May 17 (Bloomberg) -- New York insurance regulators relied on the opinion of a consulting firm hired by MBIA Inc. to determine that the insurer was solvent before approving its 2009 restructuring, said a lawyer for banks suing over the split.
The analysis by Bridge Associates LLC issued on Dec. 5, 2008, found that MBIA was “solvent and not impaired” under New York insurance law and that its underwriting and surveillance procedures were consistent with practices in the industry, said Michael Steinberg, a lawyer for Sullivan & Cromwell who represents the banks.
Bridge Associate’s opinion, which cost MBIA $1.15 million, was done in 2 1/2 weeks and was based only on information as of Sept. 30, 2008, Steinberg said. The suing banks have said the insurer concealed from regulators a $3.75 million study by Lehman Brothers Holdings Inc. that showed the company’s MBIA Insurance unit was insolvent and that a policyholders’ purported surplus of $3.3 billion was actually negative.
“The department didn’t do a solvency review,” Steinberg said in court today. “They didn’t have time.”
New York State Supreme Court Justice Barbara Kapnick is overseeing a nonjury trial in Manhattan on the banks’ claims that the Feb. 17, 2009, approval of MBIA’s proposal by then-Insurance Superintendent Eric Dinallo was based on misleading information and violated insurance law.
More than a dozen financial institutions sued Armonk, New York-based MBIA and the state insurance department in 2009 over the restructuring. Bank of America Corp. and Societe Generale SA are the only banks left in the litigation after JPMorgan Chase & Co., Morgan Stanley, UBS AG and others dropped out.
The banks claimed the restructuring harmed them as policyholders by transferring $5 billion in assets out of the MBIA unit that insured risky mortgage debt, exposing the banks to potential losses. Bank of America and Societe Generale have another lawsuit pending against MBIA while MBIA is suing Bank of America over mortgage loans.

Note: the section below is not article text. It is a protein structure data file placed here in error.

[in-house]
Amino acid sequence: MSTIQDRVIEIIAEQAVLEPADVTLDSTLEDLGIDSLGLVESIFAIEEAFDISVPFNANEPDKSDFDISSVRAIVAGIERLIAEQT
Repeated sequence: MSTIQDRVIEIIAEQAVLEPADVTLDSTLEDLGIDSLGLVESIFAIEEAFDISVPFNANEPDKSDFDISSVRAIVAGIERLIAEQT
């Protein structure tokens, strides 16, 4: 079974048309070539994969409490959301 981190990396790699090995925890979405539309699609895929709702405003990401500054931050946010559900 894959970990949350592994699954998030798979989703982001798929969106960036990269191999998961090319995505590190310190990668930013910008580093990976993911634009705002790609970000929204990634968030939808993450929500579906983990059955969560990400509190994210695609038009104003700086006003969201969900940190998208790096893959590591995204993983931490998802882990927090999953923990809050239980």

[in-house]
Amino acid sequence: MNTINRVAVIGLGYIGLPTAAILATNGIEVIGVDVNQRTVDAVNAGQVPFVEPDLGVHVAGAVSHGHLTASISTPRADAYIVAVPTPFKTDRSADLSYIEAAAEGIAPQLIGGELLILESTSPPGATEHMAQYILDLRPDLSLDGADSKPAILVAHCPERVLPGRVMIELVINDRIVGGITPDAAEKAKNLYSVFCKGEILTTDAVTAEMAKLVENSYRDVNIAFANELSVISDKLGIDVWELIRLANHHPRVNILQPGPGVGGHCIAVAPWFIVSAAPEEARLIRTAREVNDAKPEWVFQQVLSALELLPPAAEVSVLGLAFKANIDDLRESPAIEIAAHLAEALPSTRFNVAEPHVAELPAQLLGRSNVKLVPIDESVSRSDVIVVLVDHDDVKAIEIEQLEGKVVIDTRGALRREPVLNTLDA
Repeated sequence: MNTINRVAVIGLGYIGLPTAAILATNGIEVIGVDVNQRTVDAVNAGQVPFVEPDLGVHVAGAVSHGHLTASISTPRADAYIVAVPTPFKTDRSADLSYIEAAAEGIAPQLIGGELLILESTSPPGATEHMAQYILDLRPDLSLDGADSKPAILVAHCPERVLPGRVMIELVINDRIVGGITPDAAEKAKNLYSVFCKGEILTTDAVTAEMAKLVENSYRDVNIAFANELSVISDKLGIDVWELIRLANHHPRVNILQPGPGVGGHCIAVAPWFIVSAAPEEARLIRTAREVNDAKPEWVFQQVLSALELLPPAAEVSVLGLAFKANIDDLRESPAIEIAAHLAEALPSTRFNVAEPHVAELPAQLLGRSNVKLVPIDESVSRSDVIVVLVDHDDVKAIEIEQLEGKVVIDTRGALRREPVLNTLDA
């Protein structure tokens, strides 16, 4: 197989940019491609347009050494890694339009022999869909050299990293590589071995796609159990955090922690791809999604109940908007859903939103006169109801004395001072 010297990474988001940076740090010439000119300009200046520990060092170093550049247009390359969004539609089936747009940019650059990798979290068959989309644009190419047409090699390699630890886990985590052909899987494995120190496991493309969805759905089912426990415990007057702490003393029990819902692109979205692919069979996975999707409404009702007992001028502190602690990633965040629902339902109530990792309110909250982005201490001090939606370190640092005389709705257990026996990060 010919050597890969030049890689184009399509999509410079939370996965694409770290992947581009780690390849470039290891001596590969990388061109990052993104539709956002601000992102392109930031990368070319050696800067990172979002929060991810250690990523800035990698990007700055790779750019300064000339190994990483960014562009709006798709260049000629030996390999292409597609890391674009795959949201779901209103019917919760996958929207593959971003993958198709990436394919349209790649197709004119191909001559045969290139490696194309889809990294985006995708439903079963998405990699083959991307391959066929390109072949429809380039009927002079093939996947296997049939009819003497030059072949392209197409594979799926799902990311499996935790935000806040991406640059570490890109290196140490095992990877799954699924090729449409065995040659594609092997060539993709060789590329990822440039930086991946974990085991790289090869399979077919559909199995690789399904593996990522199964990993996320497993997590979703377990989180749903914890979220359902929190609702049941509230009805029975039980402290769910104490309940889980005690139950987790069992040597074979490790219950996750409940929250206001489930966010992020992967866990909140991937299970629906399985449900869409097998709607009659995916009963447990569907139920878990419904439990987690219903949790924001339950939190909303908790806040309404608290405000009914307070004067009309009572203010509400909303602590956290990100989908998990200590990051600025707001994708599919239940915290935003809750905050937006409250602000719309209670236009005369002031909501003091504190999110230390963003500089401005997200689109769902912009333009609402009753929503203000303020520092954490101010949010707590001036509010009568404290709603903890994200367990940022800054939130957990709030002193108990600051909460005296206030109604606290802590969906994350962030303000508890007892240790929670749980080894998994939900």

The insurance regulator approved the restructuring after finding that all policyholders would be protected, while a well-capitalized insurer would be established for the municipal bond market, Attorney General Eric Schneiderman’s office has said in filings in the case. The state and MBIA argue the insurance department’s approval is entitled to “deference.”
State Senate Probe
New York Republican state senators James Seward, chairman of the senate’s insurance committee, and Carl Marcellino said in a statement yesterday they were considering conducting an inquiry and holding hearings on MBIA’s restructuring.
At the outset of today’s proceedings, lawyers representing MBIA and the state insurance department urged Kapnick to ask whether the banks, their attorneys or consultants had prior knowledge of the statement or were involved in preparing it.
“We are entitled to these answers,” Marc Kasowitz, a lawyer representing MBIA, said. “We think this is improper and has potential consequences.”
Kapnick said it would be “of some concern” if the banks’ lawyers or lobbyists were involved, and asked Robert Giuffra, a Sullivan & Cromwell lawyer representing the banks, whether he had a hand in the statement. Giuffra responded that he learned about the press release from a reporter yesterday. The judge ordered the proceedings to continue.
The trial is scheduled to resume tomorrow at 10 a.m. New York time.
The case is ABN Amro Bank NV v. MBIA Inc., 601475-2009, New York state Supreme Court, New York County (Manhattan).
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